The most difficult form of the condition to treat, says Gottesman, is vascular EDS, in which blood vessels and internal organs are weakened and prone to sudden ruptures.
In these cases, the condition is more than disabling, it can be fatal. On average, those with vascular EDS don't live past age 40 and repeated ruptures in their blood vessels or internal organs result in emergency operations, says Dr. James Black, associate professor of surgery at Johns Hopkins.
Traditionally, surgeons have shied away from pre-emptive surgery in these cases, waiting for a rupture to strike before operating, but Black has had some success with earlier interventions with grafts.
When Sanders started the Ehlers-Danlos Syndrom Network, there was barely any research being done on this disorder, despite the fact that it affects as many as one in every 10,000 people.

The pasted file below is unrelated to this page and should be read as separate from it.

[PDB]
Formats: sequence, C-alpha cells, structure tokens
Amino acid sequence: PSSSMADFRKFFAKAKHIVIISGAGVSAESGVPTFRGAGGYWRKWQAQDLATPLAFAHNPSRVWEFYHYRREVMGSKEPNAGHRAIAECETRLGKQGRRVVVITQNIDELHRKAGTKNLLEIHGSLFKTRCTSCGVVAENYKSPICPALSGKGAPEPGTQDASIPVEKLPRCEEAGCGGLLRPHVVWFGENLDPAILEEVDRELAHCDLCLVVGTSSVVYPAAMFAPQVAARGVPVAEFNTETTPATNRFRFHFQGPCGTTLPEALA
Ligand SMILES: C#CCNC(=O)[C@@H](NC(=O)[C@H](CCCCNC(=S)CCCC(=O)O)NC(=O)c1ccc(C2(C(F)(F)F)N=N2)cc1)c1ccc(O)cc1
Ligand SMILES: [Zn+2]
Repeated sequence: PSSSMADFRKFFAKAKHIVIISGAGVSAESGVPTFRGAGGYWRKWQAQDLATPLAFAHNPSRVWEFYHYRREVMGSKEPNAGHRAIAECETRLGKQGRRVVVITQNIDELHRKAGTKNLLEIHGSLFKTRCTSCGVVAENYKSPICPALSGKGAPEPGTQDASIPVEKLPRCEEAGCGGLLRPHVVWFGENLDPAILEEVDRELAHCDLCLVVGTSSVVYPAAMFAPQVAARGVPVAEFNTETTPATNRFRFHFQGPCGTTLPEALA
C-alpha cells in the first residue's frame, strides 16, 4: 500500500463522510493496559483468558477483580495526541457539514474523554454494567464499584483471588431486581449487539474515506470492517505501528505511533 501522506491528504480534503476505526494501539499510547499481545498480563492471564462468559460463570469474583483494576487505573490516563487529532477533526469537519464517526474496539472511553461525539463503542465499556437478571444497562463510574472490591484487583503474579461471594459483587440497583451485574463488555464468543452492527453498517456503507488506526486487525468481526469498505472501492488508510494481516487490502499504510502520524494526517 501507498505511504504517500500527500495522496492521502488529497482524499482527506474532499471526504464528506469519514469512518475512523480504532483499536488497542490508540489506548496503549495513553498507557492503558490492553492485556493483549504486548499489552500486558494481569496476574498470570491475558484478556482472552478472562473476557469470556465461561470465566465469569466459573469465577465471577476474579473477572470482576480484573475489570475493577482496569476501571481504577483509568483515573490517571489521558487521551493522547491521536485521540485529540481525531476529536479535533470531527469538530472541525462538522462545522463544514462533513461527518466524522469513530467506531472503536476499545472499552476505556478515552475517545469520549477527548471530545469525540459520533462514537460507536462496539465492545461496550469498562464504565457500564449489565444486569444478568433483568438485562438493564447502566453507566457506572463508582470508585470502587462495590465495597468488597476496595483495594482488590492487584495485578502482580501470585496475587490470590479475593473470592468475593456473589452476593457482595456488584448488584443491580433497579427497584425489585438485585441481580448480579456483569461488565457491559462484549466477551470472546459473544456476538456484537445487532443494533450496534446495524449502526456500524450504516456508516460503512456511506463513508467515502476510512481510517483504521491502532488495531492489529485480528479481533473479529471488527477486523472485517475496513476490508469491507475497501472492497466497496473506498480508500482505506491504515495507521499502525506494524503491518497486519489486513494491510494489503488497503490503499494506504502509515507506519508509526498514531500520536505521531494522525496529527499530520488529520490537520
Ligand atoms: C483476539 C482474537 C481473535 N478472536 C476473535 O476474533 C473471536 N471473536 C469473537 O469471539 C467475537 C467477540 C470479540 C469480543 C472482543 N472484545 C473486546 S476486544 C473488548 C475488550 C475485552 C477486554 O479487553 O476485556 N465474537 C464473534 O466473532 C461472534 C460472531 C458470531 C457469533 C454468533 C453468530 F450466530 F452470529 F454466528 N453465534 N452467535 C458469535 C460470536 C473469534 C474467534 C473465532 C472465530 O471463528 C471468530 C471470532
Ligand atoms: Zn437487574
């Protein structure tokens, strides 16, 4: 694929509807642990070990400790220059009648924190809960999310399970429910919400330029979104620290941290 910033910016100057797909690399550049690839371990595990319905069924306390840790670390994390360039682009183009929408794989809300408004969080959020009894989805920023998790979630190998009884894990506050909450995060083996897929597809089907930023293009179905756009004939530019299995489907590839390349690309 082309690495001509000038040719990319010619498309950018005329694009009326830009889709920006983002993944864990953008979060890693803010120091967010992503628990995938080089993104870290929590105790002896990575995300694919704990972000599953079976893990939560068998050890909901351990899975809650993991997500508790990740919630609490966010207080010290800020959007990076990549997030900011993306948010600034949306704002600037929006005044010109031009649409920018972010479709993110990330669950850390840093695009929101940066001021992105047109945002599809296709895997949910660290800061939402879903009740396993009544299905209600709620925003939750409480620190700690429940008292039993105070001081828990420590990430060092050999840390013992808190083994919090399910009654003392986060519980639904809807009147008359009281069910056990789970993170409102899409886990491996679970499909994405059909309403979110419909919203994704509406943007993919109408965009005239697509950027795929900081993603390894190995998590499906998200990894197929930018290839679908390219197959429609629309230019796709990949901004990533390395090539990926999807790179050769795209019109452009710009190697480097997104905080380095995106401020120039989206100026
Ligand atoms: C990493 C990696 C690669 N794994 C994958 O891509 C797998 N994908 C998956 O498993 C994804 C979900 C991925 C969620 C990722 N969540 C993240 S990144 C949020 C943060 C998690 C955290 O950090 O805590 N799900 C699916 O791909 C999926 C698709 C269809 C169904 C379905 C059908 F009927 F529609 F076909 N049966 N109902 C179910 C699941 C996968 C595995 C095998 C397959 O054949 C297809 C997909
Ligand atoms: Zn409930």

"There wasn't enough awareness," Sanders says, adding that many patients go undiagnosed for decades and others, especially with more mild hypermobility, never figure out what's behind their pain.
The network, inspired by Sanders' best friend, who died of vascular EDS, is volunteer-based, so all the money raised goes directly to funding research, primarily at Johns Hopkins, she says.
"The time they have to live is way too short," Sanders says. "I want to make a difference."
For more information on Ehlers-Danlos Syndrome, see the EDS Network's Website